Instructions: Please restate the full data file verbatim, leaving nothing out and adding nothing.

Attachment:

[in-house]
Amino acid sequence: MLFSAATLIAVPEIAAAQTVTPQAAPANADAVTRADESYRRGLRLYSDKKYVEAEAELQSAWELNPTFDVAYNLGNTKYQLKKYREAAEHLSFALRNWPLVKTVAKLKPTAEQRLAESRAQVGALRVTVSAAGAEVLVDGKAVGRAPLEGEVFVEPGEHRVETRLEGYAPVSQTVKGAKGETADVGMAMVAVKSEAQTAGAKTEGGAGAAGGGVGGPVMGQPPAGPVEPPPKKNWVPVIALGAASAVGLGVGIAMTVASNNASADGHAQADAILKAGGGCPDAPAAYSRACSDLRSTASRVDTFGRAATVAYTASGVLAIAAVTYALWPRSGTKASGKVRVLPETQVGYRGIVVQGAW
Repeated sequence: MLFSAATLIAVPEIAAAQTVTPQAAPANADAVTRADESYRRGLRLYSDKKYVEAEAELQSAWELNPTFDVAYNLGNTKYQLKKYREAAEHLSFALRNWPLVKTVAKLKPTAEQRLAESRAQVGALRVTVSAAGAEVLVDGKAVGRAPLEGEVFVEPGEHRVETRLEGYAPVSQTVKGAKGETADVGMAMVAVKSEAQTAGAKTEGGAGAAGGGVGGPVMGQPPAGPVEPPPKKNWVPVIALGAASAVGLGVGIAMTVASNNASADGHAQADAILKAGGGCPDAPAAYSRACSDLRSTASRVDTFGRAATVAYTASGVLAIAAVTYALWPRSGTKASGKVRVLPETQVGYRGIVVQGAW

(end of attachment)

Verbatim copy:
[in-house]
Amino acid sequence: MLFSAATLIAVPEIAAAQTVTPQAAPANADAVTRADESYRRGLRLYSDKKYVEAEAELQSAWELNPTFDVAYNLGNTKYQLKKYREAAEHLSFALRNWPLVKTVAKLKPTAEQRLAESRAQVGALRVTVSAAGAEVLVDGKAVGRAPLEGEVFVEPGEHRVETRLEGYAPVSQTVKGAKGETADVGMAMVAVKSEAQTAGAKTEGGAGAAGGGVGGPVMGQPPAGPVEPPPKKNWVPVIALGAASAVGLGVGIAMTVASNNASADGHAQADAILKAGGGCPDAPAAYSRACSDLRSTASRVDTFGRAATVAYTASGVLAIAAVTYALWPRSGTKASGKVRVLPETQVGYRGIVVQGAW
Repeated sequence: MLFSAATLIAVPEIAAAQTVTPQAAPANADAVTRADESYRRGLRLYSDKKYVEAEAELQSAWELNPTFDVAYNLGNTKYQLKKYREAAEHLSFALRNWPLVKTVAKLKPTAEQRLAESRAQVGALRVTVSAAGAEVLVDGKAVGRAPLEGEVFVEPGEHRVETRLEGYAPVSQTVKGAKGETADVGMAMVAVKSEAQTAGAKTEGGAGAAGGGVGGPVMGQPPAGPVEPPPKKNWVPVIALGAASAVGLGVGIAMTVASNNASADGHAQADAILKAGGGCPDAPAAYSRACSDLRSTASRVDTFGRAATVAYTASGVLAIAAVTYALWPRSGTKASGKVRVLPETQVGYRGIVVQGAW